Topic Last Modified: 2007-02-13
The Microsoft® Exchange Server Analyzer Tool includes a performance data collection engine that is used to query performance counter objects on computers that are running Exchange 2000 Server or Exchange Server 2003. The performance data collection engine collects data from the Output Queue Length performance counter of the Network Interface performance object to analyze performance data.
The Output Queue Length performance counter shows the length of the output packet queue, in packets. The Exchange Server Analyzer reports the maximum value for the performance counter during the collection interval. If the average value exceeds 10, the Exchange Server Analyzer displays an error.
This error usually indicates that the server is experiencing periods of unresponsiveness, causing mail flow to slow down or stop. Additionally, Outlook clients who connect to this server may receive the RPC cancel Request dialog box.
The following are some of the possible causes of this error:
|In certain circumstances, on a machine running the Microsoft Windows 2000 Server operating system, the Output Queue Length performance counter may consistently show a random value that is greater than zero. For more information about the circumstances in which the Output Queue Length performance might display the random value, and how to correct this, see Microsoft Knowledge Base article 834940, "System Monitor may display high values for the Output Queue Length performance counter in Windows 2000" (http://go.microsoft.com/fwlink/?linkid=3052&kbid=834940).|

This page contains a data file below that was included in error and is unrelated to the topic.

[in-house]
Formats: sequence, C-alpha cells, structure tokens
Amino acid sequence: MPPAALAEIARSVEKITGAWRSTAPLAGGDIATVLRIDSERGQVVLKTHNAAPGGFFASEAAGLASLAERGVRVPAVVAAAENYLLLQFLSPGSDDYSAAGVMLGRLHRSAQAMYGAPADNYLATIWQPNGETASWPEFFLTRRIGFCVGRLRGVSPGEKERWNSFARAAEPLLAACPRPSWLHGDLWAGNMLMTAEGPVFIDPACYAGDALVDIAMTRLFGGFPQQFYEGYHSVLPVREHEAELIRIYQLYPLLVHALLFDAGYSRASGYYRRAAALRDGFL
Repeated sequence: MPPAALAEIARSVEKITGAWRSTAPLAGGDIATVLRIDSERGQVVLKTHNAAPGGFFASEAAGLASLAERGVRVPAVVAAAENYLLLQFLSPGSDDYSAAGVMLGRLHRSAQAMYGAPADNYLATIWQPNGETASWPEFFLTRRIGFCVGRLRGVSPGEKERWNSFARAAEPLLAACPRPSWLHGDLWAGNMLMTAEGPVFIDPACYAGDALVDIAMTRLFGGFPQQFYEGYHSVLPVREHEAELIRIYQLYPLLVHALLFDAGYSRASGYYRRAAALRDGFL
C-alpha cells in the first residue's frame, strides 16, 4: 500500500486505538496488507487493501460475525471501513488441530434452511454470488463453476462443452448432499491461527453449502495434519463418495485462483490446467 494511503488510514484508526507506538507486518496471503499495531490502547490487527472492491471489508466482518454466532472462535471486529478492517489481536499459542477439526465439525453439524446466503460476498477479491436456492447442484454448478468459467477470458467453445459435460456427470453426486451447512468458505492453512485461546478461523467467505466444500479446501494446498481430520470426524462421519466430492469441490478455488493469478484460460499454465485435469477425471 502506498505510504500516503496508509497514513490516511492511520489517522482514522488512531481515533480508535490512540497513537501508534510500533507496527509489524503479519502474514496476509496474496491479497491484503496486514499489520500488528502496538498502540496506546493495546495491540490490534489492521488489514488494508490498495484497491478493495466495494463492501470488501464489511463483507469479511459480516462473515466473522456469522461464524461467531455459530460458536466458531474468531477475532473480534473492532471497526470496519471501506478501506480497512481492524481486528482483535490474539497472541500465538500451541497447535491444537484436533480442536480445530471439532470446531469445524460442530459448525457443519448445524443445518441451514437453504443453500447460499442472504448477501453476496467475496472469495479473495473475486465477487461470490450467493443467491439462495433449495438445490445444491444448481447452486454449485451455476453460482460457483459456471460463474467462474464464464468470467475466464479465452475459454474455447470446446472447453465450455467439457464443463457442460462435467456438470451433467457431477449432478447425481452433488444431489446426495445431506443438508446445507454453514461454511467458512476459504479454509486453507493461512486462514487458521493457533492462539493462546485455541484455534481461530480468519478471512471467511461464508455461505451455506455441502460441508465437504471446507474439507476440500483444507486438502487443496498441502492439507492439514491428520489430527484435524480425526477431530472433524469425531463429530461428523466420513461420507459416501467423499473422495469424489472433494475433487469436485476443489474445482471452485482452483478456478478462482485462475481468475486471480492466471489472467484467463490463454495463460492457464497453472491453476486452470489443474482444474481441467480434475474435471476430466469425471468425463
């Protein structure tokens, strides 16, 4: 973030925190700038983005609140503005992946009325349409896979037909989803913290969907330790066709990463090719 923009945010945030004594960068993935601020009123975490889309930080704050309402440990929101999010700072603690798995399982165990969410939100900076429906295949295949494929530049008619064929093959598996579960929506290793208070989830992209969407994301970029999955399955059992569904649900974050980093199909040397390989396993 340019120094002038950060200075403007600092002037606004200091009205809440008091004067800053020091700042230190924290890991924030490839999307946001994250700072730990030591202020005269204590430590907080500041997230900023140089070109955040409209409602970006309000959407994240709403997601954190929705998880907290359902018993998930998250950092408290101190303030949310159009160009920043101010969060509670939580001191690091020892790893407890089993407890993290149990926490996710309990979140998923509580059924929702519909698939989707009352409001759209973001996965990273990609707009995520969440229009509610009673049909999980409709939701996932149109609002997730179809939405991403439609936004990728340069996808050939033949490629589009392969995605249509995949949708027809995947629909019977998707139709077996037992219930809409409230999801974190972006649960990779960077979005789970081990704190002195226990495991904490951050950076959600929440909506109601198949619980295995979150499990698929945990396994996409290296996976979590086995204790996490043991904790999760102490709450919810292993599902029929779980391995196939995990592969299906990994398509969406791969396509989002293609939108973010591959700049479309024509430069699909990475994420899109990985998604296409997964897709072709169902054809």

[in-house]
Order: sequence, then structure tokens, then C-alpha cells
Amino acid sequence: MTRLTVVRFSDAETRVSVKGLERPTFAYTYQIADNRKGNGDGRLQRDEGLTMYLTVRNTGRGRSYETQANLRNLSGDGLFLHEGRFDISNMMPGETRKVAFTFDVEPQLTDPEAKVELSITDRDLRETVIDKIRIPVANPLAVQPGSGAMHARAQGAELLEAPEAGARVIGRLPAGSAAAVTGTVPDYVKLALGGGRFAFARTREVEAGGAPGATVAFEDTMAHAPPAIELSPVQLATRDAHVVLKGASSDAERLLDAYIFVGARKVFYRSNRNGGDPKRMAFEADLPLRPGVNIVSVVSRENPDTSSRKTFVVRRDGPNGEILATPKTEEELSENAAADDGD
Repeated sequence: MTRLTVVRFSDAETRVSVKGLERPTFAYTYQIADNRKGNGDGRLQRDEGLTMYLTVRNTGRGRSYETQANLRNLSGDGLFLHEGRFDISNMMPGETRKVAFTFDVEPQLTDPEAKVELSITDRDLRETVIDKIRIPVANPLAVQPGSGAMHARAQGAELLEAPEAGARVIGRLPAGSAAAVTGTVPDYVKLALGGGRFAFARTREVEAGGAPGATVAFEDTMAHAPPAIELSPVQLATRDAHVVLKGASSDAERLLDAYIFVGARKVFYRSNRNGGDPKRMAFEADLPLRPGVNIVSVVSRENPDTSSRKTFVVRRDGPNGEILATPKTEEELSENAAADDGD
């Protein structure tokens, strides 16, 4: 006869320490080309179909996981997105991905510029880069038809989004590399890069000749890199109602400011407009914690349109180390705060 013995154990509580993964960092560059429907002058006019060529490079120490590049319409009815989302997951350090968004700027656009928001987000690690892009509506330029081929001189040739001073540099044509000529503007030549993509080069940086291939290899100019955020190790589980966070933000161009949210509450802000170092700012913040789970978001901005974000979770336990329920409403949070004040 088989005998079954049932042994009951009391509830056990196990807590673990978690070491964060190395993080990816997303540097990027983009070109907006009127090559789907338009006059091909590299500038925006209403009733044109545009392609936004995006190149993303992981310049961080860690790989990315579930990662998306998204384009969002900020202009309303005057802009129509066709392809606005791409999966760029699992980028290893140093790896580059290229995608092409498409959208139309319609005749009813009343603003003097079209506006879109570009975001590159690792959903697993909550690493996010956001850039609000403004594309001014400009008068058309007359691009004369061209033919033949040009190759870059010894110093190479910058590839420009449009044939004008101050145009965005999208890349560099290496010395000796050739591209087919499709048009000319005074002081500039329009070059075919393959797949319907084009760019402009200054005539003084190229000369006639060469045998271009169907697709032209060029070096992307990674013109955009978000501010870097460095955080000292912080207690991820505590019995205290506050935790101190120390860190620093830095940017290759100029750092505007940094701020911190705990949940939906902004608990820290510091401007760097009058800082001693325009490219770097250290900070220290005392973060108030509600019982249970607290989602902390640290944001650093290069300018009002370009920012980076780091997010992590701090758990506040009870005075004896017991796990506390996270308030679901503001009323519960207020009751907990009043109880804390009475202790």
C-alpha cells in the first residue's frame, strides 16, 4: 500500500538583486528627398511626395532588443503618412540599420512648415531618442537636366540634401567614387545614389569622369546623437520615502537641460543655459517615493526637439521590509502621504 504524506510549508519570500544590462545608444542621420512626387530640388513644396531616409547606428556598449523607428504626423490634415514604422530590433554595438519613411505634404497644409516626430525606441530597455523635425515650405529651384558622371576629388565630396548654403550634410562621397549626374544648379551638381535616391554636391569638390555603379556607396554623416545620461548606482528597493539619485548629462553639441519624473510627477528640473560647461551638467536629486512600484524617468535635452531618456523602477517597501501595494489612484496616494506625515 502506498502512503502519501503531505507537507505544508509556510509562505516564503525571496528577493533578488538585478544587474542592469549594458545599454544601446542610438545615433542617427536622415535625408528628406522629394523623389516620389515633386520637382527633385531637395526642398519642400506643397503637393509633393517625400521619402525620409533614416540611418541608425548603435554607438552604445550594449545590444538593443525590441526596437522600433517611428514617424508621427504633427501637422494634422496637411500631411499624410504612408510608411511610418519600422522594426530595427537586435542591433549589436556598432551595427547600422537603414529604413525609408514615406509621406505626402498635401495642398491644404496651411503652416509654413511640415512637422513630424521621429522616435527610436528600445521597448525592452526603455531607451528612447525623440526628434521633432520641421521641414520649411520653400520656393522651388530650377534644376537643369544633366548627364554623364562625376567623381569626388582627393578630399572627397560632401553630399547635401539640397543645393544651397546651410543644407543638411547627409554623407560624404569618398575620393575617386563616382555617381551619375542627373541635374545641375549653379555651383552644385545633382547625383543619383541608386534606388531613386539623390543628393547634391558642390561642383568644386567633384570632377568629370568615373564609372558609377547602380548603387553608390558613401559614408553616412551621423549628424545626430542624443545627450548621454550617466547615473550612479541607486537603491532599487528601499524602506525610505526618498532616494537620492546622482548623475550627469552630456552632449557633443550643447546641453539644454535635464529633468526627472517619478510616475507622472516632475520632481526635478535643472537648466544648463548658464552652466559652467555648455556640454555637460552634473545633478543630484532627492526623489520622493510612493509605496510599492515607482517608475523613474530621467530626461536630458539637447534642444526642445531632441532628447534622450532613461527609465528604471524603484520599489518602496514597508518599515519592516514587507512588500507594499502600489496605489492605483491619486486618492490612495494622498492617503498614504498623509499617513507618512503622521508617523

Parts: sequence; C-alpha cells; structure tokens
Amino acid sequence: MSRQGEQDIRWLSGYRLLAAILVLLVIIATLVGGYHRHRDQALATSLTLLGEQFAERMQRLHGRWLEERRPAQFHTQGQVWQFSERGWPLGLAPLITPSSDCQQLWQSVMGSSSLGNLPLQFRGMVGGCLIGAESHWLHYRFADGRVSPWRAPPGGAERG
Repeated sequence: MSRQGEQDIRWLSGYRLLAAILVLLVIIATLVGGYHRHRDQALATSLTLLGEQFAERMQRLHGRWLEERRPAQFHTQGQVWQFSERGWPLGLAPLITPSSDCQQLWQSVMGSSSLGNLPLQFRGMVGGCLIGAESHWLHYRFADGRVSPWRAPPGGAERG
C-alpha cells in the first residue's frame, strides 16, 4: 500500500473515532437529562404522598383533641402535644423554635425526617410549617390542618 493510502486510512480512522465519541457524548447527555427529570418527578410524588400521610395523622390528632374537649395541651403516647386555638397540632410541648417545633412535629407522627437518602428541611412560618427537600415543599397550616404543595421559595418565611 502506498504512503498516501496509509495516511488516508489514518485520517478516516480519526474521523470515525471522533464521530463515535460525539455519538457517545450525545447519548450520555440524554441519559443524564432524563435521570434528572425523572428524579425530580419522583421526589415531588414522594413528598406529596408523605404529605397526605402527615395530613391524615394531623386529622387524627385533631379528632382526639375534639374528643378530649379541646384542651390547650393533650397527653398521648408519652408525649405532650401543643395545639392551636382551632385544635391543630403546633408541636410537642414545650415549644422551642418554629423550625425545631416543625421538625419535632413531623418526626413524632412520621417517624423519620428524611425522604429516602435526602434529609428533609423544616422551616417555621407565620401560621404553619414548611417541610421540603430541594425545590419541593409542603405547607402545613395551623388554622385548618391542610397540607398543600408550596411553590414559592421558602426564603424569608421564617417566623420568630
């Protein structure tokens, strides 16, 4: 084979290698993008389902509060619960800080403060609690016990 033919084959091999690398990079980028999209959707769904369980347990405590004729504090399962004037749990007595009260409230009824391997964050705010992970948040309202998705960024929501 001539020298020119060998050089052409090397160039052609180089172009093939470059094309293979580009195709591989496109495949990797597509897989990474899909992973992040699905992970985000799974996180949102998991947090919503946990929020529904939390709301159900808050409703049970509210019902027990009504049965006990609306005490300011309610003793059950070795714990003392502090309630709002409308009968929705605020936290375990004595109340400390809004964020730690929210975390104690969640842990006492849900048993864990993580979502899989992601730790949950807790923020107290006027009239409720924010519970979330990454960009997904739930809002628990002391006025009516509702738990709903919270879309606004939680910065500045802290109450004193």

- A network interface card (NIC) on the computer cannot support
the maximum bandwidth supported by your network infrastructure.
- There is too much load on the server.
- Viruses or SPAM are causing sudden elevated network usage
Take the following steps to resolve this error:
- If NIC is does not support the maximum bandwidth of your
network, upgrade the NIC to support a faster bandwidth.
- Reduce the load on the server. You can do this by moving
mailboxes to a server that has fewer mailboxes. If it is required,
add an additional Exchange server to your environment.
- If you suspect that the unusually high load is not caused by
too many mailboxes on a server, try to identify the source of the
unusually high load and stop it.
Consider the best practices in the following articles:
- For information about network bandwidth considerations, see
Network Performance in "Understanding Exchange Performance" in the
Performance and Scalability Guide for Exchange Server 2003
- For information about troubleshooting network problems, see
"Ruling Out Network-Bound Problems" in Troubleshooting Microsoft
Exchange Server 2003 Performance (http://go.microsoft.com/fwlink/?LinkId=47588).